Olivia's Blog



Freewrite 4

In Kevin Sajdak’s article in the Daily Orange, he interviewed numerous students who were affected by the permanent re-location of the SU Architecture program from Slocum Hall on main campus, to the Warehouse in downtown Syracuse. The Daily Orange is a university run newspaper that reaches to every corner of the campus and is accessible to every kind of student. The purpose of this newspaper and online newspaper is to inform the students at SU of current events on and off campus and is a very credible source of information. In Kevin’s article, you can tell that his approach was unbiased. However, the student’s reactions to this news were unanimously negative and biased against the change in location. The students were outraged to hear that their home on main campus was now moved to a far location downtown. One student reflects on how detached from the campus architecture students feel after the installment of the Connective Corridor. She claims, “Half of the first-years didn’t even know homecoming week was going on.” Students protested outside of Slocum Hall demanding the change to be revoked. However, no kind of protest was going to stop the university from moving this program. Because this article was written in 2007, the information is credible, however, since this change, the architecture program has moved back to Slocum Hall and the School of Visual and Performing Arts has moved downtown. The article was relative at the time of its release, but now it is dated and inaccurate.

In Hope Morley’s piece for The Daily Orange “School of Art and Design programs to move downtown,” she discusses the transition of the Art and Design programs and its effect on its students and faculty. It is defiantly a truthful and unbiased article that is meant to educate and inform Syracuse University students about current changes on and off campus. She interviews several students and faculty to survey different opinions about the change and gets a balanced mix of reviews from both sides. A number of people who were interviewed approved of the move and talked highly of it, which was a breath of fresh air compared to all the negative hype that surrounds this situation. The primary audience for this article is students and faculty at Syracuse University. Because it is a student run news media, the way it is written is extremely effective because the author is speaking to an audience their own age. This article was written at the beginning of this move in September 2009, therefore it is very current and up to date with what is transpiring on campus and downtown.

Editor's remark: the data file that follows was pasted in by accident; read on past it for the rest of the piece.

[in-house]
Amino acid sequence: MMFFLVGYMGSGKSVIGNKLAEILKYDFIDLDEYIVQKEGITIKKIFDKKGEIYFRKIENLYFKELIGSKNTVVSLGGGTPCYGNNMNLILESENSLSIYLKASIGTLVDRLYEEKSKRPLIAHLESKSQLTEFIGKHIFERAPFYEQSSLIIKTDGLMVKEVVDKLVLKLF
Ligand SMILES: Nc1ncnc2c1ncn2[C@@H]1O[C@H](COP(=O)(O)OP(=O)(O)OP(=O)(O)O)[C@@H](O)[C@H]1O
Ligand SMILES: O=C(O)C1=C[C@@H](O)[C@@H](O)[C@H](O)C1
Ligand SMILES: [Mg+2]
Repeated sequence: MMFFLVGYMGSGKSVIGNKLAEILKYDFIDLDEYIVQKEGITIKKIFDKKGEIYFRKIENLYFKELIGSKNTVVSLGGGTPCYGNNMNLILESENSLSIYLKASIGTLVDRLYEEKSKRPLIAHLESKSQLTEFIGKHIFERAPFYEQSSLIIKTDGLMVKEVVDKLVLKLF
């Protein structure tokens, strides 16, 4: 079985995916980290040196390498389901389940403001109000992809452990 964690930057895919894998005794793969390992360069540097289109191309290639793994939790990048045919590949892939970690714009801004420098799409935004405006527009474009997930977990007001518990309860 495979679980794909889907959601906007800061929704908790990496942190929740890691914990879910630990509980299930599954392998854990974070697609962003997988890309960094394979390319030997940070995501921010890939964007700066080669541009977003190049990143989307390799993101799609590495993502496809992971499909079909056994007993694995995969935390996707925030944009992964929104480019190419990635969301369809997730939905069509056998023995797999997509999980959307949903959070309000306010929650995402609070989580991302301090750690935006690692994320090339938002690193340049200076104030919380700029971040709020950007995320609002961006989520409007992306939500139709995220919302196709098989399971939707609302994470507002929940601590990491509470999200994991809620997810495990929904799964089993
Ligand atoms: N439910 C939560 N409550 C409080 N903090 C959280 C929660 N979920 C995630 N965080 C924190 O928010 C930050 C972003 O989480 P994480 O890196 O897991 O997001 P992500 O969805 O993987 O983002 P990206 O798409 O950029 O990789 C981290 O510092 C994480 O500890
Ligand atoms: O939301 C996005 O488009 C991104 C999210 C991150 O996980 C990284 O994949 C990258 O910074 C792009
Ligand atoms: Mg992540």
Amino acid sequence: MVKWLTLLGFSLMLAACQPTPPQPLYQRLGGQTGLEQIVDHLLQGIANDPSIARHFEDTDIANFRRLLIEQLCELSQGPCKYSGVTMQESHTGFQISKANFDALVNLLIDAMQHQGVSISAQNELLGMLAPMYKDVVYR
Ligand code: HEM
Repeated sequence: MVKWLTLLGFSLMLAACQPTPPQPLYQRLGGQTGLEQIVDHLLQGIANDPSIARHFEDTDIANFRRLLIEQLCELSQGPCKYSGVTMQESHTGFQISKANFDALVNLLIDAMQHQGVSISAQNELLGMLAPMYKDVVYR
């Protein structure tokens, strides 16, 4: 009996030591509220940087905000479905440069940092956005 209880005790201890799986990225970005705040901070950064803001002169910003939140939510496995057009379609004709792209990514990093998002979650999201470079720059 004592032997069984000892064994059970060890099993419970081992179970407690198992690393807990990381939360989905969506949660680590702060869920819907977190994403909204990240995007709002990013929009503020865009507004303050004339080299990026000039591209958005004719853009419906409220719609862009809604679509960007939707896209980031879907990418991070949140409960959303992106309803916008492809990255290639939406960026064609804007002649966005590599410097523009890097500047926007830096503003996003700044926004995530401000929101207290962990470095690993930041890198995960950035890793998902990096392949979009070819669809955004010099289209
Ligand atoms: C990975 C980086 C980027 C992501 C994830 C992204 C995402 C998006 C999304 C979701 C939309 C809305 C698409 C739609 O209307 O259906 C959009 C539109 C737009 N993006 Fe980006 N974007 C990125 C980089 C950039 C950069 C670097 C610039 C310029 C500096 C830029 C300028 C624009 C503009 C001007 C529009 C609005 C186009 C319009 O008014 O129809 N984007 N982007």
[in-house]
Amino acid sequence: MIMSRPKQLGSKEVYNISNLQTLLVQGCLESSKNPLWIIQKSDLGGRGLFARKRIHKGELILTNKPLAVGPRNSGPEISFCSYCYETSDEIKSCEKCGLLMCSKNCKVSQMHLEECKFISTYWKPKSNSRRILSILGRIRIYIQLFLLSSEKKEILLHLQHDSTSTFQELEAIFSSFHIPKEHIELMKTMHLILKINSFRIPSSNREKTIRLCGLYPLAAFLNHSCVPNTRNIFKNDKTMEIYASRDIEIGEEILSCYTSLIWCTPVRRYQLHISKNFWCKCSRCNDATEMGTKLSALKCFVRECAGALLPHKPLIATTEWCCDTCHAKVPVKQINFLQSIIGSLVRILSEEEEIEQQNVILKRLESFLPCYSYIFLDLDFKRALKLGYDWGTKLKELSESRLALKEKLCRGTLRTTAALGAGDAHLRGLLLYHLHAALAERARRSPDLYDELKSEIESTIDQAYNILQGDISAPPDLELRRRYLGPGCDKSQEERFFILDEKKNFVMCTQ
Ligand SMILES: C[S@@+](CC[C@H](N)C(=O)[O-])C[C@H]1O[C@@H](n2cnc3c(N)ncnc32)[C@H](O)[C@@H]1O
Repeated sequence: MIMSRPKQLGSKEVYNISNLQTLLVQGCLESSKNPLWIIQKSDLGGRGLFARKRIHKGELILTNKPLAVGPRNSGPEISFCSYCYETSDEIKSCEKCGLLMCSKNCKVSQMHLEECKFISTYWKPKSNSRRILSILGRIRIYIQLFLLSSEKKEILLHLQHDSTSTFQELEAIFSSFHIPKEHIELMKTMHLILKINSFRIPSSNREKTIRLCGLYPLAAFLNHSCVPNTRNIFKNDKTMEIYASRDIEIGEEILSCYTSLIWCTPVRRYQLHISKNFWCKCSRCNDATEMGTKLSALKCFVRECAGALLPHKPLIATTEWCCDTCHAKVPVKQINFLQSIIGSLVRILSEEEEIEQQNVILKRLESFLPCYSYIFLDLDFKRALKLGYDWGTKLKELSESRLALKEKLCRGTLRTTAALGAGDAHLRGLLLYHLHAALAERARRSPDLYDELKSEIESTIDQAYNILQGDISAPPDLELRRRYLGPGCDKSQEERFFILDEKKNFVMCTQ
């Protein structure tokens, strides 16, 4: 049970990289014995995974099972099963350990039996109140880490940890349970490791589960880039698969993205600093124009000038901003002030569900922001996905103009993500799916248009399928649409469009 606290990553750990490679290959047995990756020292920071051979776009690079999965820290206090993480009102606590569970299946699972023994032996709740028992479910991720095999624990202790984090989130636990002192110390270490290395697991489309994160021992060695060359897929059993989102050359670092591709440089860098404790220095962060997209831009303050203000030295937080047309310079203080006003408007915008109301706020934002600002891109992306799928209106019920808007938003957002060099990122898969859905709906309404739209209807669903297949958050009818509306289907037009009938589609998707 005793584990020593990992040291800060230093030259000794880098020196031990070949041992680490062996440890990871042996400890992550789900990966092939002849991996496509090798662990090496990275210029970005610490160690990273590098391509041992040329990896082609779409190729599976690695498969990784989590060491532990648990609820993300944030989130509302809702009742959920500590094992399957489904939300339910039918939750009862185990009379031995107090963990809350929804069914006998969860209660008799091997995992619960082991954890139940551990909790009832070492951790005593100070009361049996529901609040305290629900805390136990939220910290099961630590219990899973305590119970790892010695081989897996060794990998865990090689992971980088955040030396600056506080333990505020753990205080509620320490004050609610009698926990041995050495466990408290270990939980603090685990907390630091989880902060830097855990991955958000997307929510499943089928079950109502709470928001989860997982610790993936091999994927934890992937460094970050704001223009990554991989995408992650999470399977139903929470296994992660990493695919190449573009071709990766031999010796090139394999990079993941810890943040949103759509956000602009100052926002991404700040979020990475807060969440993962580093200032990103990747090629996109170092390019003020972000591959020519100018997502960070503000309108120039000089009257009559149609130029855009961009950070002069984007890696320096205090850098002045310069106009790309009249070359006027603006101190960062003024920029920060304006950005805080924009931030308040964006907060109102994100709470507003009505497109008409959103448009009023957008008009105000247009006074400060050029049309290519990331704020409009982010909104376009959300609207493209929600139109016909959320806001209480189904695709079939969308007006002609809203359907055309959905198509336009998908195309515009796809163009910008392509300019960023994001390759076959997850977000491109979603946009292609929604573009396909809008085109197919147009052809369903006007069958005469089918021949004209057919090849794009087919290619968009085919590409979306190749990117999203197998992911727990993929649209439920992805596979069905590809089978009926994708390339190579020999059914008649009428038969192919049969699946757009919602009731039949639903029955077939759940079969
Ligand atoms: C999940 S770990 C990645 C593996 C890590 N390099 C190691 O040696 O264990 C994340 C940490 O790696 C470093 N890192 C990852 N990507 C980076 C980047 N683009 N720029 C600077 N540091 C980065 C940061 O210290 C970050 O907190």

The two articles I chose concerning the relocation of the Architecture program and the Art and Design program at Syracuse University were both taken from The Daily Orange, our student run school newspaper. Because this topic is so isolated and recent, there were not very many sources out there that touched on the move to the Warehouse and its effect on the student body. However, the articles that I found provided me with interviews and opinions from both negative and positive perspective. In Sajdak’s article, he wrote about the resistance from the Architecture students when they were told they were permanently moved to the downtown location. Although his article was unbiased, the people he interviewed all seemed to have a completely negative outlook on the move. This being written in 2007 makes it inaccurate and dated. In Morley’s article, she talks about the initial transition of the Art and Design program moving to the Warehouse permanently. Her article was also unbiased and had a balance of negative and positive feedback from VPA students and faculty. Both of these essays were written by Syracuse students and shared the same voice. The young adult audience also remained the same with both of these articles. Sajdak described how Architecture students felt excluded from the rest of the campus. Students felt like they were unattached from social events on main campus and were “out of the loop.” Morley discussed how students were excited about the move downtown and how it was a positive environment for learning. It was interesting to see the different perspectives and opinions from a variety of students in a balanced manner rather than a biased article.

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  1. * legries says:

    Good job with this assignment, Olivia. You can put these sources into conversation with each other on the page in your essay to create some tension and space for you to articulate your own ideas. I’ll be curious to learn what your primary research has yielded. Thanks. Laurie

    | Reply Posted 7 years, 3 months ago


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